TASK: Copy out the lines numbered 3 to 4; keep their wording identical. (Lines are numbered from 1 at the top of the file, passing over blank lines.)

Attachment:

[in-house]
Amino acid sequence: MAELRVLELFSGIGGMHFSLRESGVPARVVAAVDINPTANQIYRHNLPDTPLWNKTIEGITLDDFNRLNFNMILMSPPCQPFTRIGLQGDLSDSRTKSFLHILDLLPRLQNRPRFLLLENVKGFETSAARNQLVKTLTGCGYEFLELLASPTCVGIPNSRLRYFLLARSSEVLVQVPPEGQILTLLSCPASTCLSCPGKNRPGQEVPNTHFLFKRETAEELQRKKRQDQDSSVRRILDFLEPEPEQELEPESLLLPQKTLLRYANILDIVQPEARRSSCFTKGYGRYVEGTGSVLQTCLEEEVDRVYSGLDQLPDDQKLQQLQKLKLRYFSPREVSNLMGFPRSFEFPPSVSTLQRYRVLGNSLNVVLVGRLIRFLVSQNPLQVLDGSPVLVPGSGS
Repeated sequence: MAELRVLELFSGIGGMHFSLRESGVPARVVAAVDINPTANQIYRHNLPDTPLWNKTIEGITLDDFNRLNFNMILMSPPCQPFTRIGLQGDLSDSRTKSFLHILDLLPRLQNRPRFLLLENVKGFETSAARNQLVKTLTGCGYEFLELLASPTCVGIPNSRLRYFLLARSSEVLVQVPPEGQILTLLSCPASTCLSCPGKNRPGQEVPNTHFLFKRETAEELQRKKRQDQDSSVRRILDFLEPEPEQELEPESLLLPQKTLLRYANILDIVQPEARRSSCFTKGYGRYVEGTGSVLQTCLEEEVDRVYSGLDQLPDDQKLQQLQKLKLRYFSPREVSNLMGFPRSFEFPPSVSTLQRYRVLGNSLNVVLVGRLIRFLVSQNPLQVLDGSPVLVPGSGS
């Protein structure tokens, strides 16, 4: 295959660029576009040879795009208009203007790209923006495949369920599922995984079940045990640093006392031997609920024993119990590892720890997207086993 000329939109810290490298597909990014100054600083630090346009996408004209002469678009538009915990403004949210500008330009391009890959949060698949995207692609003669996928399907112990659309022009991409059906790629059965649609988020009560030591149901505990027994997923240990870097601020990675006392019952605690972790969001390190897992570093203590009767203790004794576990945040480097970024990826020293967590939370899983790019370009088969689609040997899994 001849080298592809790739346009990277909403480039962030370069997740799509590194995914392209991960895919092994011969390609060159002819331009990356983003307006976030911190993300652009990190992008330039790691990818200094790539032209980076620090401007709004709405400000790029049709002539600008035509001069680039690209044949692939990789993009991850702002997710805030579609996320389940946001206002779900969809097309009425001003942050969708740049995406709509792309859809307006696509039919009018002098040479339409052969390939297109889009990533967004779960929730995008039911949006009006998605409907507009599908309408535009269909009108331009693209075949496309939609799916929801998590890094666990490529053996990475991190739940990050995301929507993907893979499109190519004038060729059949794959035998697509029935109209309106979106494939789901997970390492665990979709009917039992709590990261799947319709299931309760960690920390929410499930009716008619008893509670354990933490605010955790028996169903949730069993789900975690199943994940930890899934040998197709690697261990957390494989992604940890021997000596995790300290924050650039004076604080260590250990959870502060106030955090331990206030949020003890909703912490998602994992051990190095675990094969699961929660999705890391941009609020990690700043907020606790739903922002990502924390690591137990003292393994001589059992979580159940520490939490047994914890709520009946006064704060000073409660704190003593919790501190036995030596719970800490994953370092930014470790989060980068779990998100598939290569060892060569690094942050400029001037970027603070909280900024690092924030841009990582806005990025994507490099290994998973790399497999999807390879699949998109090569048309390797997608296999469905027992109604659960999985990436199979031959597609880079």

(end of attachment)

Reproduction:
Repeated sequence: MAELRVLELFSGIGGMHFSLRESGVPARVVAAVDINPTANQIYRHNLPDTPLWNKTIEGITLDDFNRLNFNMILMSPPCQPFTRIGLQGDLSDSRTKSFLHILDLLPRLQNRPRFLLLENVKGFETSAARNQLVKTLTGCGYEFLELLASPTCVGIPNSRLRYFLLARSSEVLVQVPPEGQILTLLSCPASTCLSCPGKNRPGQEVPNTHFLFKRETAEELQRKKRQDQDSSVRRILDFLEPEPEQELEPESLLLPQKTLLRYANILDIVQPEARRSSCFTKGYGRYVEGTGSVLQTCLEEEVDRVYSGLDQLPDDQKLQQLQKLKLRYFSPREVSNLMGFPRSFEFPPSVSTLQRYRVLGNSLNVVLVGRLIRFLVSQNPLQVLDGSPVLVPGSGS
């Protein structure tokens, strides 16, 4: 295959660029576009040879795009208009203007790209923006495949369920599922995984079940045990640093006392031997609920024993119990590892720890997207086993 000329939109810290490298597909990014100054600083630090346009996408004209002469678009538009915990403004949210500008330009391009890959949060698949995207692609003669996928399907112990659309022009991409059906790629059965649609988020009560030591149901505990027994997923240990870097601020990675006392019952605690972790969001390190897992570093203590009767203790004794576990945040480097970024990826020293967590939370899983790019370009088969689609040997899994 001849080298592809790739346009990277909403480039962030370069997740799509590194995914392209991960895919092994011969390609060159002819331009990356983003307006976030911190993300652009990190992008330039790691990818200094790539032209980076620090401007709004709405400000790029049709002539600008035509001069680039690209044949692939990789993009991850702002997710805030579609996320389940946001206002779900969809097309009425001003942050969708740049995406709509792309859809307006696509039919009018002098040479339409052969390939297109889009990533967004779960929730995008039911949006009006998605409907507009599908309408535009269909009108331009693209075949496309939609799916929801998590890094666990490529053996990475991190739940990050995301929507993907893979499109190519004038060729059949794959035998697509029935109209309106979106494939789901997970390492665990979709009917039992709590990261799947319709299931309760960690920390929410499930009716008619008893509670354990933490605010955790028996169903949730069993789900975690199943994940930890899934040998197709690697261990957390494989992604940890021997000596995790300290924050650039004076604080260590250990959870502060106030955090331990206030949020003890909703912490998602994992051990190095675990094969699961929660999705890391941009609020990690700043907020606790739903922002990502924390690591137990003292393994001589059992979580159940520490939490047994914890709520009946006064704060000073409660704190003593919790501190036995030596719970800490994953370092930014470790989060980068779990998100598939290569060892060569690094942050400029001037970027603070909280900024690092924030841009990582806005990025994507490099290994998973790399497999999807390879699949998109090569048309390797997608296999469905027992109604659960999985990436199979031959597609880079």